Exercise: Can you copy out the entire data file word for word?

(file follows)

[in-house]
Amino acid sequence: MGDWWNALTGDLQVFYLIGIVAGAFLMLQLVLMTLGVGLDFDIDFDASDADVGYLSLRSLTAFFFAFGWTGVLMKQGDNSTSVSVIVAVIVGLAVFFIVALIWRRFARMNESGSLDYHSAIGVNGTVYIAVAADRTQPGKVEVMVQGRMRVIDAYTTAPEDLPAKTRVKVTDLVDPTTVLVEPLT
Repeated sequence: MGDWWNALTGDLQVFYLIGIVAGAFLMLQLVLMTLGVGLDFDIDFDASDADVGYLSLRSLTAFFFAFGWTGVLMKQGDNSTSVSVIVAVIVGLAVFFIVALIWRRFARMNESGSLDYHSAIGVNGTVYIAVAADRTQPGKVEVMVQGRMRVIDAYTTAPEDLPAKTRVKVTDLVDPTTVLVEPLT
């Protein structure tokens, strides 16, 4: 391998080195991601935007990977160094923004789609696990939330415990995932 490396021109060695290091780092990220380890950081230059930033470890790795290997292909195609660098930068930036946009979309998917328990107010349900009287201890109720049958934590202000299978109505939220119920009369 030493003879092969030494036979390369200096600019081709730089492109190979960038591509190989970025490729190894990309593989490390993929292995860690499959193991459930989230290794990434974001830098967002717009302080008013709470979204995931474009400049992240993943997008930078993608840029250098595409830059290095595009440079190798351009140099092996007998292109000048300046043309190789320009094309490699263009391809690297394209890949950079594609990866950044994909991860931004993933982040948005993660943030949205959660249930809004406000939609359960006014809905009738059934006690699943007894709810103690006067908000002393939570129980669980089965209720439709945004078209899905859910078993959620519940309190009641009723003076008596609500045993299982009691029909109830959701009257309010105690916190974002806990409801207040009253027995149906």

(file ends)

[in-house]
Amino acid sequence: MGDWWNALTGDLQVFYLIGIVAGAFLMLQLVLMTLGVGLDFDIDFDASDADVGYLSLRSLTAFFFAFGWTGVLMKQGDNSTSVSVIVAVIVGLAVFFIVALIWRRFARMNESGSLDYHSAIGVNGTVYIAVAADRTQPGKVEVMVQGRMRVIDAYTTAPEDLPAKTRVKVTDLVDPTTVLVEPLT
Repeated sequence: MGDWWNALTGDLQVFYLIGIVAGAFLMLQLVLMTLGVGLDFDIDFDASDADVGYLSLRSLTAFFFAFGWTGVLMKQGDNSTSVSVIVAVIVGLAVFFIVALIWRRFARMNESGSLDYHSAIGVNGTVYIAVAADRTQPGKVEVMVQGRMRVIDAYTTAPEDLPAKTRVKVTDLVDPTTVLVEPLT
């Protein structure tokens, strides 16, 4: 391998080195991601935007990977160094923004789609696990939330415990995932 490396021109060695290091780092990220380890950081230059930033470890790795290997292909195609660098930068930036946009979309998917328990107010349900009287201890109720049958934590202000299978109505939220119920009369 030493003879092969030494036979390369200096600019081709730089492109190979960038591509190989970025490729190894990309593989490390993929292995860690499959193991459930989230290794990434974001830098967002717009302080008013709470979204995931474009400049992240993943997008930078993608840029250098595409830059290095595009440079190798351009140099092996007998292109000048300046043309190789320009094309490699263009391809690297394209890949950079594609990866950044994909991860931004993933982040948005993660943030949205959660249930809004406000939609359960006014809905009738059934006690699943007894709810103690006067908000002393939570129980669980089965209720439709945004078209899905859910078993959620519940309190009641009723003076008596609500045993299982009691029909109830959701009257309010105690916190974002806990409801207040009253027995149906």